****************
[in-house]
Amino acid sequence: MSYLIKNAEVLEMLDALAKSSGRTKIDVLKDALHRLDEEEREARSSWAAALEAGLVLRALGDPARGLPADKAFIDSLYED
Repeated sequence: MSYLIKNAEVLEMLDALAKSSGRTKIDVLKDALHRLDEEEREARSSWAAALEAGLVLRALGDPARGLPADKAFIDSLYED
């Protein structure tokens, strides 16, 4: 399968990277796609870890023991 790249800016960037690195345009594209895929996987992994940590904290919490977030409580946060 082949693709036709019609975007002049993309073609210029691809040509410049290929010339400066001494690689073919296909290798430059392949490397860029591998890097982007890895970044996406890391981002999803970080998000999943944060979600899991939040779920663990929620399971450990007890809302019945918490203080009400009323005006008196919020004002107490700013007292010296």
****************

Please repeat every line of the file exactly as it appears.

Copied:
[in-house]
Amino acid sequence: MSYLIKNAEVLEMLDALAKSSGRTKIDVLKDALHRLDEEEREARSSWAAALEAGLVLRALGDPARGLPADKAFIDSLYED
Repeated sequence: MSYLIKNAEVLEMLDALAKSSGRTKIDVLKDALHRLDEEEREARSSWAAALEAGLVLRALGDPARGLPADKAFIDSLYED
């Protein structure tokens, strides 16, 4: 399968990277796609870890023991 790249800016960037690195345009594209895929996987992994940590904290919490977030409580946060 082949693709036709019609975007002049993309073609210029691809040509410049290929010339400066001494690689073919296909290798430059392949490397860029591998890097982007890895970044996406890391981002999803970080998000999943944060979600899991939040779920663990929620399971450990007890809302019945918490203080009400009323005006008196919020004002107490700013007292010296």